“Steve was one of my very best friends,” said Linda Warner, who spoke on behalf of the Meigs County Bar Association. Additionally, Warner called Story a mentor, and a “very challenging adversary when he needed to be” who would do so with civility. Story was active in both the local and state bar associations.
Story worked tirelessly and “obnoxiously” for his community, said Warner, referencing the message of Economic Development Director Perry Varnadoe at a recent meeting to “Be Obnoxiously Proud” of Meigs County.
Working with the Route 33 advisory committee in the discussions before the construction of the highway, Warner said Story would remind those on the committee who did not want the new road that they “could still use the old one.”
Story had a vision, said Warner, that “good highways would do lots of things for Meigs County.”
“Believe you can and it will get done,” was the attitude displayed by Story said Paul Reed, President of the Meigs County Community Improvement Corporation (CIC).
Reed recalled how Story was instrumental in starting the Meigs County Chamber of Commerce. The early needs of the Chamber which Story advocated for were money, roads and a director. Story would take Reed and go to the commissioner meetings to ask for support, receiving $25,000 to get things started.
In 1995, when the CIC reorganized Story was there, continuing to serve in a leadership role as secretary for many years.
“He did it because he loved Meigs County,” said Reed.
U.S. 33 was not the only project in which Story played a key role. The Tuppers Plains Industrial Park would still be a corn field, said Reed, if not for the work of Story and others.
“Our future is brighter because Steve Story was a part of it,” concluded Reed.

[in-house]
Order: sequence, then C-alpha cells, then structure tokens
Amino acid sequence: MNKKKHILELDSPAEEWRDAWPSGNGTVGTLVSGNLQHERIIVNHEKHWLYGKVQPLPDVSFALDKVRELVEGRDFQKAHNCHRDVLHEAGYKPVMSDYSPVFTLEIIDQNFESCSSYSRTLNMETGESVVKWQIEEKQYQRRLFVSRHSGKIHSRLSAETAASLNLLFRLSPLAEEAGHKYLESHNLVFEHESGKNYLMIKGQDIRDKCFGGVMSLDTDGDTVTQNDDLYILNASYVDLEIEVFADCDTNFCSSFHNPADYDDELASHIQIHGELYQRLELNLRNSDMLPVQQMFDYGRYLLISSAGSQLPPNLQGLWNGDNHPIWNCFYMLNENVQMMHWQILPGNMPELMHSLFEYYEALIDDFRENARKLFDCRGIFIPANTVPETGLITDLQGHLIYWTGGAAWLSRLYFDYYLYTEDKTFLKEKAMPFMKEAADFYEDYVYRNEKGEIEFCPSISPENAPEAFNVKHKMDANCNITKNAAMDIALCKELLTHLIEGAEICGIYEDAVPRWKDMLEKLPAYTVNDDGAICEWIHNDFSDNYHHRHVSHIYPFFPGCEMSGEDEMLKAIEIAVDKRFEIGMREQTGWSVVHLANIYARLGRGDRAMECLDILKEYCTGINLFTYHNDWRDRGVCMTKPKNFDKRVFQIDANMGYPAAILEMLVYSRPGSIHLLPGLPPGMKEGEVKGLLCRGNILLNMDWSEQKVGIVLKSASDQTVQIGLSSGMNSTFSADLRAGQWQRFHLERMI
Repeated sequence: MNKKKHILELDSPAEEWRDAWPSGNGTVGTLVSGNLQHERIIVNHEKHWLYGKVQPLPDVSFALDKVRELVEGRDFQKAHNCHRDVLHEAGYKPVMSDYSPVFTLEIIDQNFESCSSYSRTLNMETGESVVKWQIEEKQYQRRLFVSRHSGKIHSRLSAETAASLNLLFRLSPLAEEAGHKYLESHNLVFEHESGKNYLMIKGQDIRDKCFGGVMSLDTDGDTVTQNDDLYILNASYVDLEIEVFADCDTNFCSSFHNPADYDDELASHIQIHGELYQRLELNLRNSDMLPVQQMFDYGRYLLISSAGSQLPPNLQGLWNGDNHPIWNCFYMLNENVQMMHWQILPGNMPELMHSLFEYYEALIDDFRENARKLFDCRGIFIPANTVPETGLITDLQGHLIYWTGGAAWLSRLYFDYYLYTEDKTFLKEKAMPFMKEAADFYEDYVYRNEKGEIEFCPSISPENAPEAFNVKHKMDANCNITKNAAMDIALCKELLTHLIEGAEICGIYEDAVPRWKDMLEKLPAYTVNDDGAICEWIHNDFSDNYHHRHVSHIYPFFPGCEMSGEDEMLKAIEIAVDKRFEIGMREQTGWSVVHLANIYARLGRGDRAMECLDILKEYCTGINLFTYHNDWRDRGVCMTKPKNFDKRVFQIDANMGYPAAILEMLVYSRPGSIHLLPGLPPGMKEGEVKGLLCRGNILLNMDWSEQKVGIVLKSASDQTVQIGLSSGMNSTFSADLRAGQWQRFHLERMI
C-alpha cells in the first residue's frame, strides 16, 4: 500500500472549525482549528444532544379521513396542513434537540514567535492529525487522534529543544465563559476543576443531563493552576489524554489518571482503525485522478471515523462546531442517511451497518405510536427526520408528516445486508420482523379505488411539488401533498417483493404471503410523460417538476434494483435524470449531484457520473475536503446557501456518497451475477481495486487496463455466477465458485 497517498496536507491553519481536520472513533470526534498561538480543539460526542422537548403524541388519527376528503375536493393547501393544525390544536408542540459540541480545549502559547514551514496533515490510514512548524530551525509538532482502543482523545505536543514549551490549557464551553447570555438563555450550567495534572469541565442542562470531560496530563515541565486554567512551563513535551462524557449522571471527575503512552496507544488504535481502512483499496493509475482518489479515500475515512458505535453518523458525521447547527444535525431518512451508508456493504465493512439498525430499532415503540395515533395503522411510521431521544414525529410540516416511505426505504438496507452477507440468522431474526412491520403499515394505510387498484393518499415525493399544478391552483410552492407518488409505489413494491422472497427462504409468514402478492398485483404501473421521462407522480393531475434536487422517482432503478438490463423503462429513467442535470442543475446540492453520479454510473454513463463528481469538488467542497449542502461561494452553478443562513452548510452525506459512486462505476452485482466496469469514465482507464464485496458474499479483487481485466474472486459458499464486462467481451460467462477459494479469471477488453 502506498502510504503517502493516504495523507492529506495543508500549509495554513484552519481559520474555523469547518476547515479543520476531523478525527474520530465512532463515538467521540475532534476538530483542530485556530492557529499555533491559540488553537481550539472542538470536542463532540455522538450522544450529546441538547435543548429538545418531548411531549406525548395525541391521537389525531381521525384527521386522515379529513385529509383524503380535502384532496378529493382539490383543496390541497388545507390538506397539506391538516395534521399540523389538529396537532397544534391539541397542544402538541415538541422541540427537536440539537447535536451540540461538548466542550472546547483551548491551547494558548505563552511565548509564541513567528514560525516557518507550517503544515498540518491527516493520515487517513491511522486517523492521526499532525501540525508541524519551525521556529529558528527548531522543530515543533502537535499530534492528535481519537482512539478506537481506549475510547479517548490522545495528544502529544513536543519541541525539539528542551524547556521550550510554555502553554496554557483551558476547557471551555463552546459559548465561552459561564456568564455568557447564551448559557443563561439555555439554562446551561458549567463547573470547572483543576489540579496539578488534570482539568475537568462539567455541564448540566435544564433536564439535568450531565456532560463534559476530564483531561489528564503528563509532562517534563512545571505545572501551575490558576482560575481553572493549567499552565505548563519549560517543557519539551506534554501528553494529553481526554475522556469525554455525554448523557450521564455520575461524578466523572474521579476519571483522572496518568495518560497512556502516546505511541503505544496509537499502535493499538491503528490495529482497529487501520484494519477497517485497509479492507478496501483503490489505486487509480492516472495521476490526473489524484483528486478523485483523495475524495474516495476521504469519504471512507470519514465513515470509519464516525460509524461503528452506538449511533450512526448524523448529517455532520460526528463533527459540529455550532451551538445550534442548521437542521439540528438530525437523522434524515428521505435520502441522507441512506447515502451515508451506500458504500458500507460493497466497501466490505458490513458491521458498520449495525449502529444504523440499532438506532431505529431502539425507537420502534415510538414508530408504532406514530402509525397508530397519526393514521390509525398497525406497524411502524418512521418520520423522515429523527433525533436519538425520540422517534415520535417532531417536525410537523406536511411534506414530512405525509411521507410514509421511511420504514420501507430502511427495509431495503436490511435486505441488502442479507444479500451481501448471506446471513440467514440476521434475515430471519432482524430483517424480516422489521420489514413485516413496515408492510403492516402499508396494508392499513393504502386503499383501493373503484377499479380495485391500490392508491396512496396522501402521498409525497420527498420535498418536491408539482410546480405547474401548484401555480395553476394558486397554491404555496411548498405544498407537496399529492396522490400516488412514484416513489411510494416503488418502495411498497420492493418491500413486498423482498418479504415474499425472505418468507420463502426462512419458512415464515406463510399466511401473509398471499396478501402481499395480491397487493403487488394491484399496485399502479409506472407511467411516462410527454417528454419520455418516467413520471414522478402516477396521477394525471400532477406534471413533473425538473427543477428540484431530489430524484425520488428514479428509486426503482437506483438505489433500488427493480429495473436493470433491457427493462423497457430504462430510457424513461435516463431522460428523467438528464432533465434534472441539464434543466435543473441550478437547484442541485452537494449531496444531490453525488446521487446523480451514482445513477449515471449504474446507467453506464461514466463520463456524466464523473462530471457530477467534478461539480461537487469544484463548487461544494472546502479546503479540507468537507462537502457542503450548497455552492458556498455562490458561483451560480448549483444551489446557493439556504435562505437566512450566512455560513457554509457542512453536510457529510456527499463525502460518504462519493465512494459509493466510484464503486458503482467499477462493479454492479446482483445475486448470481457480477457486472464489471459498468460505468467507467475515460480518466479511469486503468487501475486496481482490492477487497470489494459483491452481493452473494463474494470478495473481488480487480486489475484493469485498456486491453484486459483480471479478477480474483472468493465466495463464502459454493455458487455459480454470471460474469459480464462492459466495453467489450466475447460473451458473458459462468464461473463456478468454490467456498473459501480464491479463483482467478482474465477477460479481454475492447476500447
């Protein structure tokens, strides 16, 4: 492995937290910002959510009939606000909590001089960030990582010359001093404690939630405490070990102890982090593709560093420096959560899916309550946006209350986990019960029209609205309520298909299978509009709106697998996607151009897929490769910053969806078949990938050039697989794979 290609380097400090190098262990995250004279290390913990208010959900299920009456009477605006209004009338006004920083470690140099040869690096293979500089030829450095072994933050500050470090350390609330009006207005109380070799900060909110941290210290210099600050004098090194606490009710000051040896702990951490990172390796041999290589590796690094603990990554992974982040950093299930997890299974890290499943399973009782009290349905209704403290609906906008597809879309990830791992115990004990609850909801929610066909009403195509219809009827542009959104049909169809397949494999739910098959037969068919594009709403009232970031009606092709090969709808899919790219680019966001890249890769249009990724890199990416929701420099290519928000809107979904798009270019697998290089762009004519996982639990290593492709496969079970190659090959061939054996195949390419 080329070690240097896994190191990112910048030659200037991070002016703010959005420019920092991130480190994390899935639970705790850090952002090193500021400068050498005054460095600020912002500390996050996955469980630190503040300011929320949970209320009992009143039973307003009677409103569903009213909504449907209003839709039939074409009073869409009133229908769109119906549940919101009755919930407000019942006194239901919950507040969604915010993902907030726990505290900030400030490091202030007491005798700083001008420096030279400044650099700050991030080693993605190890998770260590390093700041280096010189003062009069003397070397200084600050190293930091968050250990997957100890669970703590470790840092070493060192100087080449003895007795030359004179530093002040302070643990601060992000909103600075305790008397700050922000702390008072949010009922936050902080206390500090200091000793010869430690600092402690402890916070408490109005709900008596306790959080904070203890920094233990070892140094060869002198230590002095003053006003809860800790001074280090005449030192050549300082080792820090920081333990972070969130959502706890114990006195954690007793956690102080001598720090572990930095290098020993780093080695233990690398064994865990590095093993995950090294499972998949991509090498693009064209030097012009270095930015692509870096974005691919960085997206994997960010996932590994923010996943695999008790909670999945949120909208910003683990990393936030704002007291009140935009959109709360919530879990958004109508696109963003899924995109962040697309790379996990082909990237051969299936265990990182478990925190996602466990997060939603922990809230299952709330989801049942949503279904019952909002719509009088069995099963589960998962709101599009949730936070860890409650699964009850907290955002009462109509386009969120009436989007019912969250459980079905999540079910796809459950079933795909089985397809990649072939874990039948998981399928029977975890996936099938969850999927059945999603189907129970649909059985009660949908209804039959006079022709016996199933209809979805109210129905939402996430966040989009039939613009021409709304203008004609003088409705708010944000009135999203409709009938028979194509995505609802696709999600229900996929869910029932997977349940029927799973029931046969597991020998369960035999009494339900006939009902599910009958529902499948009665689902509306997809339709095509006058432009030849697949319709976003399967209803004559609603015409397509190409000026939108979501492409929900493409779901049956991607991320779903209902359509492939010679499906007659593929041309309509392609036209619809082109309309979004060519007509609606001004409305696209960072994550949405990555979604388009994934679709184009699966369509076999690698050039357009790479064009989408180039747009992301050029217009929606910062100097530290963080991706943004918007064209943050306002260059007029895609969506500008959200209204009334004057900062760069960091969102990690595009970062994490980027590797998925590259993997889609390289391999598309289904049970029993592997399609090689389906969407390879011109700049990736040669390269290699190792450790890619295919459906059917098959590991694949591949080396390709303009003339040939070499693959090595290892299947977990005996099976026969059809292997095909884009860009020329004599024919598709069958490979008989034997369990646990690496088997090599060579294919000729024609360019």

Juli Stephens, regional representative for Congressman Bill Johnson, read a proclamation on behalf of Johnson, stating in part, that Story was “dedicated to making a better place to live” and that he did so with a “goal to never seek credit.”
“He was the ideal public servant,” read Stephens.
For Story, the 33 Corridor was not about making it more convenient to get to Athens or Columbus, or shaving off a few minutes from the trip, it was about opening up Meigs County to the rest of the state, added Smith.
Edwards added that it is his hope that when people, particularly young people, see the signs on the highway they ask about Story and why it is named for him.
“He will always, always be remembered for how he shamelessly and obnoxiously loved his community,” said Warner.
“Dreams really can come true,” said Edwards of Story’s dream for the 33 Corridor.
The “Steve Story Memorial Highway” signs were to be installed following the ceremony. In addition to the signs along the highway, part of the program by the Ohio Department of Transportation for the naming of highways is to present the family with replicas of the sign made of the same material. The smaller version of the signs were presented to the family at the ceremony.
Sarah Hawley is the managing editor of The Daily Sentinel.